The Chicago History Museum has a new president.
South Side native Donald Lassere has returned to Chicago to lead the museum after helming the Muhammad Ali Center in Louisville for many years.
His hiring coincides with a renewed emphasis on preserving and celebrating Chicago’s history, especially on the city’s South and West sides.
“Chicago has a very interesting history, when it comes to diversity, when it comes to inclusion, which are things that people are talking about now,” Lassere said. “So we should tell that story, we should talk about the fact that Chicago throughout its history has been a city of immigrants. Why was that? You know, why did we have so many immigrants come to Chicago, tell the true story of how they were treated. When Black people migrated from the south, how they were treated and what opportunities they saw.”
Lassere says part of his goal as president of the museum is to diversify its pool of visitors. He says that means expanding the museum’s mission out of its base in Old Town and into the city’s neighborhoods.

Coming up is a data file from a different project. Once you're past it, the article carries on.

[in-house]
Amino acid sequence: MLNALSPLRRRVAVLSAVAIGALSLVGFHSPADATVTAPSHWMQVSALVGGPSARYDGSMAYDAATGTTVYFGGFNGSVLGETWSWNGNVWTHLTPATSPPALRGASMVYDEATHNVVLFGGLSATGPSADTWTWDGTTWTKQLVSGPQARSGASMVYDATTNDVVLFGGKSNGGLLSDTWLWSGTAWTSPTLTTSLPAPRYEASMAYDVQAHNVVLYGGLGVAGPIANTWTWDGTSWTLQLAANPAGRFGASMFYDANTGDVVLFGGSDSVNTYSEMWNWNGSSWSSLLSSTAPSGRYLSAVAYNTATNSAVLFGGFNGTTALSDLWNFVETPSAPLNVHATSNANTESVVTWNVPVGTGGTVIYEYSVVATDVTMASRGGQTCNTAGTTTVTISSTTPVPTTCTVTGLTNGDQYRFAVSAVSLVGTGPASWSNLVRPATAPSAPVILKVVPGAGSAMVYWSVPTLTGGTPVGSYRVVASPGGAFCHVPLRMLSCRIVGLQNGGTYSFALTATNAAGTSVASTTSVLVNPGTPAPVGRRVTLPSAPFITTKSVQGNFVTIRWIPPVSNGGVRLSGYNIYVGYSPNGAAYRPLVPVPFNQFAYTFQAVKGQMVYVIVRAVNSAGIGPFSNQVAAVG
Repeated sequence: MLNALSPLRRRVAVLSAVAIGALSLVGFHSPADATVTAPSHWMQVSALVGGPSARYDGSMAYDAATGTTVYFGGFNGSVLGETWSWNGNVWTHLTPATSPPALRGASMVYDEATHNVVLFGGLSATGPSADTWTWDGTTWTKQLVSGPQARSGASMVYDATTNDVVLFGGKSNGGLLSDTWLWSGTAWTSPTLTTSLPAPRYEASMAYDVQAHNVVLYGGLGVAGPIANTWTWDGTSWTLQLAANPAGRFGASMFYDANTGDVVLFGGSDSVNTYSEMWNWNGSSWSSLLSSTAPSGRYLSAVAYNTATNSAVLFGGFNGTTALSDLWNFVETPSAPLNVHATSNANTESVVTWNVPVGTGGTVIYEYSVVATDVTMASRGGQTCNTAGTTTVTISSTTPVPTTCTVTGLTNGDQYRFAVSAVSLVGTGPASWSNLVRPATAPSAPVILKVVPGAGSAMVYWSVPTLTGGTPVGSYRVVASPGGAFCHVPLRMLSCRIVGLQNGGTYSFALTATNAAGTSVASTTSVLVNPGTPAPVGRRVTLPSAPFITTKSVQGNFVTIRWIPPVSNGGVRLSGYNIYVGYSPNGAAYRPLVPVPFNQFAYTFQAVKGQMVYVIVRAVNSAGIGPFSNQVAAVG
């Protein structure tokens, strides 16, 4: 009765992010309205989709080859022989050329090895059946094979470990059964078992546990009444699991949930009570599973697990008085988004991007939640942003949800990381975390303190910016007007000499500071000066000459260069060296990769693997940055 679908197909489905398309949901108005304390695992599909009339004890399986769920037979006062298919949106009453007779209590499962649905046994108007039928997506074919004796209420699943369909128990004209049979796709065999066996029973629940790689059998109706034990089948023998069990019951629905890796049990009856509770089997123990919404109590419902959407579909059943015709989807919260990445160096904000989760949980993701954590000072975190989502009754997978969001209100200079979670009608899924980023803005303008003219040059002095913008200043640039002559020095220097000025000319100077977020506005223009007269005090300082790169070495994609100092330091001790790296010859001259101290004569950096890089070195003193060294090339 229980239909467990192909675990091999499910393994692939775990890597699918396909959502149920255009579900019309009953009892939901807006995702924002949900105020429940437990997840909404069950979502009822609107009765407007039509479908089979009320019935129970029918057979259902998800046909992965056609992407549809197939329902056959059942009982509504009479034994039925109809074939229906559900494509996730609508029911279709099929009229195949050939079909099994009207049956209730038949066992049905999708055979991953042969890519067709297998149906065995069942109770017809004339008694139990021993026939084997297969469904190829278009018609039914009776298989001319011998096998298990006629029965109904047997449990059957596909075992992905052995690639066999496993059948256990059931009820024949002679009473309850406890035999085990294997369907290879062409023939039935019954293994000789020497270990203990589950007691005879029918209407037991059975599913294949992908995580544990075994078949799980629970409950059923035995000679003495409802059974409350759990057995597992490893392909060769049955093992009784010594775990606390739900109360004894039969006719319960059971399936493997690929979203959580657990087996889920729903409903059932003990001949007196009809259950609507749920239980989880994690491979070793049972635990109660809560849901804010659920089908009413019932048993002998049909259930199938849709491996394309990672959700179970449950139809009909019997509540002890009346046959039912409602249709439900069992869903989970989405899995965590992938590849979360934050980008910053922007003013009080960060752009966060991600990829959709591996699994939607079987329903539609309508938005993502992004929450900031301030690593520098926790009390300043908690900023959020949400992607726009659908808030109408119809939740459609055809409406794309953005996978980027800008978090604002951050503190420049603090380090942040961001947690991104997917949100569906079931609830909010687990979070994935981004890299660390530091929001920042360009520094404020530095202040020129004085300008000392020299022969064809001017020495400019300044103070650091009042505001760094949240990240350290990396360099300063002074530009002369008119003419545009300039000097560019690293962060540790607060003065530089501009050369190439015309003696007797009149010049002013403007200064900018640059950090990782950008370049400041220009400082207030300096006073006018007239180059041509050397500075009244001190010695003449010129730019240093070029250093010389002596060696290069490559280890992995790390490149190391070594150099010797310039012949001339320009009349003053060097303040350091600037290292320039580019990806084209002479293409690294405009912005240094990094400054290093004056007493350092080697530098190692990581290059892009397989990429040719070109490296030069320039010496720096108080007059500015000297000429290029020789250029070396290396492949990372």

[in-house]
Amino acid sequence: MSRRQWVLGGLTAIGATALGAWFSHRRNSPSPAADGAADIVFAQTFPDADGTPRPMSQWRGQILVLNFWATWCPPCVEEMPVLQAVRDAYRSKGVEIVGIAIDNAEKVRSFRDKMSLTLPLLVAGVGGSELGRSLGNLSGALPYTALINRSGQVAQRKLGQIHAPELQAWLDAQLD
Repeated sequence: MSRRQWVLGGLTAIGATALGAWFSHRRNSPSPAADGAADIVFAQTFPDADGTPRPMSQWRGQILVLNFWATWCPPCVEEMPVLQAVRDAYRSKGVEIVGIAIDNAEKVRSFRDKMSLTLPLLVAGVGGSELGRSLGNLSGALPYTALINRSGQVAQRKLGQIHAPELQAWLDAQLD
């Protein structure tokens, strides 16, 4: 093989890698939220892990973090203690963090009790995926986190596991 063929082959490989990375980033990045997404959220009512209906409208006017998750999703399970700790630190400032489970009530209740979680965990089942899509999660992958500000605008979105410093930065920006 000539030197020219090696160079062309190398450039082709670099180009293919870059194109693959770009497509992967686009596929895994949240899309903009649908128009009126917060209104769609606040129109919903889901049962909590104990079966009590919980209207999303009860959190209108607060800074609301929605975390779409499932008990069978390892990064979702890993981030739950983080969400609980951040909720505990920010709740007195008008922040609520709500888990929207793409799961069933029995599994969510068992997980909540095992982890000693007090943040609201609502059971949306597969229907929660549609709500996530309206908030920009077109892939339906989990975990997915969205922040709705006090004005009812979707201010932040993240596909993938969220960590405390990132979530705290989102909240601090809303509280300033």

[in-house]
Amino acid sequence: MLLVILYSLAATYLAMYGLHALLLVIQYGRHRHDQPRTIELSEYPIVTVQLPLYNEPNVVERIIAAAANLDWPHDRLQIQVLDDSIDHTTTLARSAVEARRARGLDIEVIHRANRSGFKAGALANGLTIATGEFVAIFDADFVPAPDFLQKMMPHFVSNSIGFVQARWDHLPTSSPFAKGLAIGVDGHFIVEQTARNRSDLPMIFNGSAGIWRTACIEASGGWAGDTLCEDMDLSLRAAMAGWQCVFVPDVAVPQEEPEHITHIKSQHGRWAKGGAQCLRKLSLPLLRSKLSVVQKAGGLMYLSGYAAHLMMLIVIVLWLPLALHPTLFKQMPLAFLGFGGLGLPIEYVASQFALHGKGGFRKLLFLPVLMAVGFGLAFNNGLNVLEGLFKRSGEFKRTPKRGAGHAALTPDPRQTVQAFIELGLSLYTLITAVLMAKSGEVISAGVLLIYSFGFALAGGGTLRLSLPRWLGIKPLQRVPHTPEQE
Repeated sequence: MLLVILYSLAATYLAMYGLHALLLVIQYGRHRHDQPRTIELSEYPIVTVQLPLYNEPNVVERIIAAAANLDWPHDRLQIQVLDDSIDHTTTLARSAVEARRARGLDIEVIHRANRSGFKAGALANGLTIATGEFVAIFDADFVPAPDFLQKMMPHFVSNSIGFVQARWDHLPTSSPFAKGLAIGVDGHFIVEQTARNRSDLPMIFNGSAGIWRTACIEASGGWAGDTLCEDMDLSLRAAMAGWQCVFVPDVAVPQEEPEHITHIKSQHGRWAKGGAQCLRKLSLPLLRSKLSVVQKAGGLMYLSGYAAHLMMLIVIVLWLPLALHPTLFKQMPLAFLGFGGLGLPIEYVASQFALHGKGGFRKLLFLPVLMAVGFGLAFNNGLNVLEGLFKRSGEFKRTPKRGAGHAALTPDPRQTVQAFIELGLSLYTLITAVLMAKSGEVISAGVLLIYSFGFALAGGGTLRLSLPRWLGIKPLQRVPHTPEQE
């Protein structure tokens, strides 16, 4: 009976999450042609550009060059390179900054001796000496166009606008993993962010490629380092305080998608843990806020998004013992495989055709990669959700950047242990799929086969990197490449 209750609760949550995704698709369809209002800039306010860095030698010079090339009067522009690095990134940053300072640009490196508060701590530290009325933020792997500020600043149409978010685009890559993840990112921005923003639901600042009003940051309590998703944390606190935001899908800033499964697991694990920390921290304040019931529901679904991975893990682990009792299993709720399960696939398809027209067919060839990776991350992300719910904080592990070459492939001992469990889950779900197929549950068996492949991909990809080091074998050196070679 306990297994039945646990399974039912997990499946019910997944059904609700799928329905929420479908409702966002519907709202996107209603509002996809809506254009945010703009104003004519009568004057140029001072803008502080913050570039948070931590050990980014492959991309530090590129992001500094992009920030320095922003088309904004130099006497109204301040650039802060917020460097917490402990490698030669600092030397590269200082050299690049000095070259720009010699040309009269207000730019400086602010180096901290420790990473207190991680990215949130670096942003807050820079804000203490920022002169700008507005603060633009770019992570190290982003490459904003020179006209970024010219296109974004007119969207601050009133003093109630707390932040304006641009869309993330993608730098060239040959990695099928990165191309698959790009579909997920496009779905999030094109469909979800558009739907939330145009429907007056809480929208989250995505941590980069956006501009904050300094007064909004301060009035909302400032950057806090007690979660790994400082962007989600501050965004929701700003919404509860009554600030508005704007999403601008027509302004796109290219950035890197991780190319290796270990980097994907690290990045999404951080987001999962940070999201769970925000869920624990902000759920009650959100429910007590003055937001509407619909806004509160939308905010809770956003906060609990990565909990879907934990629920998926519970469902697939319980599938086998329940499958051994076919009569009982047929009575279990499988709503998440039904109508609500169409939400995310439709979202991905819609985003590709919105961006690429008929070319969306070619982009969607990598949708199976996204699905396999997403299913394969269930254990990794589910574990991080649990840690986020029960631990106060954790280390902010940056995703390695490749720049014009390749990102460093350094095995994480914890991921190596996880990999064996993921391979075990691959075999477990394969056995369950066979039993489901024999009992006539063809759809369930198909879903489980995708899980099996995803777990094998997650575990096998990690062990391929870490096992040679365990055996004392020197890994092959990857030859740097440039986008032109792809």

“We do have an obligation to bring Chicago’s history out into the community. In various ways, we can do that digitally. We can do that by programming certain things in communities, doing some small traveling exhibits. There’s lots of ways we can do that type of outreach,” Lassere said.
The Chicago History Museum also operates an extensive image collection available to researchers and the public. WTTW News asked Lassere to pick out a few of his favorites.
The first he chose is a photo of Muhammad Ali at a press conference in downtown Chicago from 1966. Lassere says he picked it to highlight his personal connection with Ali, as well as some of the boxer’s unknown connections to Chicago.
“It captures the essence. He was a magnet for people. And he just had this way of communicating ideas and his thoughts, and particularly to reporters. I mean, he was just a captivating person. And so there’s that connection, you know, I like to say Chicago is a captivating city. Right? And so that representation of Muhammad says so much about him, but a lot about the city as well,” Lassere said.
Another photo Lassere picked was taken outside the 1955 funeral of Emmett Till on Chicago’s South Side.
“Till’s murder and that funeral really was a giant spark for the civil rights movement. So you can say that, in large part, the civil rights movement began in Chicago,” Lassere said. “And we have lost that in, you know, talking about how the civil rights movement started and the importance of it … so I wanted to just demonstrate that our history here in Chicago is sometimes not really articulated well, and that we really need to take a deep dive and look at it from many different perspectives.”